This year has been a year of pushing my limits. I mean REALLY pushing them! I set out to do things I have always been telling myself I couldn’t do because I wasn’t in shape enough, rich enough, experienced enough, successful enough …need I go on? So I set a couple goals to prove myself WRONG!! One goal I set is to run a half marathon this year.
I have never been a “runner”. I was a sprinter in high school, I had a speedy quick 200, but never, would I ever, consider myself to be a runner. But this past Saturday, after some training, I ran my first LONG DISTANCE race. Well, that was officially timed with the little disc on my shoe and a number on my shirt, the crowd gathered and the whole nine yards…or 4 miles in this case.
I almost missed the race, because, if you must know, I am really afraid to do things for the first time. So, having been my first official race, I almost backed out because of fear. I was completely negatively self-absorbed in how I truly didn’t prepare well enough, how I didn’t know what I was doing, how I really dislike running anyway, how I should have never signed up for this, how I didn’t like the yellow running shirt and black running pants I chose to wear (give me a break, I’m a girl!), how I had a million other things I could have been doing, how I really should have lost 10 pounds before doing my first race…you know the routine.
As I literally forced myself to get in the starting pen, I began to relax and get my attitude straightened out. I was going to be fine. I didn’t sign up to win a medal, to place, to beat
the world record, to prove anything other than that I was wrong: Yes, I could finish a longer distance than I had ever run before, in under 50 minutes! I just needed to relax and go with it.
Mile 1 was everything I expected. The streets were lined with fans and groups cheering for loved ones, members of their congregations, co-workers. They held signs, had matching t-shirts, organized a little rally all for someone they were there to support. I was unmoved. Completely what I expected and really, at that point, I was just glad not a single person in the crowd knew me. Being incognito was just fine for me.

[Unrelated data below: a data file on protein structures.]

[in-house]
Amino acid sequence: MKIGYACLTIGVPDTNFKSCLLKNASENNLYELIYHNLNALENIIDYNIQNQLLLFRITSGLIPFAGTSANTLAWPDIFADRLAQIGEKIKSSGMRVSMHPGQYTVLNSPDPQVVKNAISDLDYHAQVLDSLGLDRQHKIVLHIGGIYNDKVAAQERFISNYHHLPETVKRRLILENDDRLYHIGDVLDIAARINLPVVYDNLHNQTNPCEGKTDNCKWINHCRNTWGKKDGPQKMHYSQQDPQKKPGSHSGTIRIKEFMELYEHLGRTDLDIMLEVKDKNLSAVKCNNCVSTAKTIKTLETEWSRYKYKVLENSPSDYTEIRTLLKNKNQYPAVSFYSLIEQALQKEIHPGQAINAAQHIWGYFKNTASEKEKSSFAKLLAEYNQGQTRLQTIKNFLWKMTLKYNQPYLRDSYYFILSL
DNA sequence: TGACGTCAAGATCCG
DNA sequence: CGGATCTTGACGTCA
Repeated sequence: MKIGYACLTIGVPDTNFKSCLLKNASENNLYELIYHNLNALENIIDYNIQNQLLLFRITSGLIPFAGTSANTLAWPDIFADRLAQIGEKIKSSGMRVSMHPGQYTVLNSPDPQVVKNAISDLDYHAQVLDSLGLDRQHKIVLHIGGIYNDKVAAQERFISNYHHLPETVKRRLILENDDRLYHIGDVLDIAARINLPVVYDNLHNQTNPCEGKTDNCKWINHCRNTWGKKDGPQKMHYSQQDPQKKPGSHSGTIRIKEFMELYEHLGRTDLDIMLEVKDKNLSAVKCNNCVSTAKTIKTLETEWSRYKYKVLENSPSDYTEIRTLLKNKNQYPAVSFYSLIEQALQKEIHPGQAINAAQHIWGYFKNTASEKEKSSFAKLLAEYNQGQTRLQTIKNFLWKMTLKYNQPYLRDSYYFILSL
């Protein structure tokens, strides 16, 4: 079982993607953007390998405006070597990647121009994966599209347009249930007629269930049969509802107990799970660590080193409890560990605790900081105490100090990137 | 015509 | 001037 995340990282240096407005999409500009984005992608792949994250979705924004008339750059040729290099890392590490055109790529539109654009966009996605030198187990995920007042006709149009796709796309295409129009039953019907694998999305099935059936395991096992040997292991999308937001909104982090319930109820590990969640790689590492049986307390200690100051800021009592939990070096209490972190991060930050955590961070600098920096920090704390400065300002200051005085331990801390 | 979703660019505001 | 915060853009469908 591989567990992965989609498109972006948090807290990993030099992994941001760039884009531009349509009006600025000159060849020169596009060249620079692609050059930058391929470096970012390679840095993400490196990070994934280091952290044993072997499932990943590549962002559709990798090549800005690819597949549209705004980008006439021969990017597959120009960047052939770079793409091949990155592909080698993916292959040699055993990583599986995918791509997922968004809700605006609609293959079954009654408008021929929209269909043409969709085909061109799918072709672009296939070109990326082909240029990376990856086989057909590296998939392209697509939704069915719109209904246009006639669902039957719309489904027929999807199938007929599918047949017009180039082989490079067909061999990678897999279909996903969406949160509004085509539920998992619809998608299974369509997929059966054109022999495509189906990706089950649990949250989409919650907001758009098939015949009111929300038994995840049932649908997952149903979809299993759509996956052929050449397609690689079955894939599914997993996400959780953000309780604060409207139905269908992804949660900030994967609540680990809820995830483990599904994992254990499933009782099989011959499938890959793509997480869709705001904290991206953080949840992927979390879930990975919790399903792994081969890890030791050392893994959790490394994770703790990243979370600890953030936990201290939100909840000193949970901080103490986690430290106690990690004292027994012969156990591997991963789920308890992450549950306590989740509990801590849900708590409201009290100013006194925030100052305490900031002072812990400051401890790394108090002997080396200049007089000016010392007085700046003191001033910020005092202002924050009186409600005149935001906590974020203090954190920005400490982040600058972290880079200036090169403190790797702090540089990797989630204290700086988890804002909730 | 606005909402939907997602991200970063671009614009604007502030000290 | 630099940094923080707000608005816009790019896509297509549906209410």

Mile 2 I realized that I was hitting my stride and that a woman just ahead of me also wearing yellow shirt & black bottoms – (ok, so I must not have looked so ridiculous afterall) was running about the same pace as me. Sweet! I could pace myself with her. The crowd at this point had dwindled and a few volunteers were dotting the course. They clapped and cheered and encouraged, but yet, I was still glad I was unrecognizable. However, I appreciated their smiles and found myself giving a slight smile back.
Mile 3 I had to admit I was getting pretty darn proud of myself. Of course, there was no turning back and with half the race finished, I could see the light at the end of the proverbial tunnel. My attitude had shifted from “Thank God nobody here knows me” to “Wow, I really wish my three daughters could see me now!” All of a sudden I was craving ONE person, in the crowd, that yelled my name and encouraged me to keep going, to scream “Good Job Ami” and then it hit me. All those volunteers, those strangers, those men & women whom I had never laid eyes on before, were cheering for me. They were smiling, encouraging me and believing I could finish. And like the Grinch, my heart grew a size bigger
Mile 4 I was absolutely in a state of euphoria. There was motivational music, bands, the streets were getting more heavily lined again and the cheering and praise were becoming defeaning. I noticed the 15K runners were now starting pass me. I didn’t care. They were not someone to be embarrassed by, they appeared as a sign of inspiration to finish. At one point, two 15K runners were passing and the second place runner was yelling to the third place runner behind him; “Keep going, don’t you stop, don’t you slow down, you catch up to me, you keep going” I couldn’t believe what I was witnessing, it was as if he WANTED him to beat him. It was the most inspirational moment I have ever witnessed. I had tears in my eyes as I rounded the corner to the finish line, I could hardly see. I had finished, I could see the little blue mat that would record my time and then as I became cognizant of what I had just about accomplished, I heard it over the loudspeaker: “Ami Dean from Oglesby IL, great job and thanks for coming down today for the Steamboat Classic!” What? God? Who is that?
You see the reason for the number on your shirt – the announcer at the finish line can look who’s coming down the lane, look it up in the computer and blow incognito completely out of the water. And I beamed!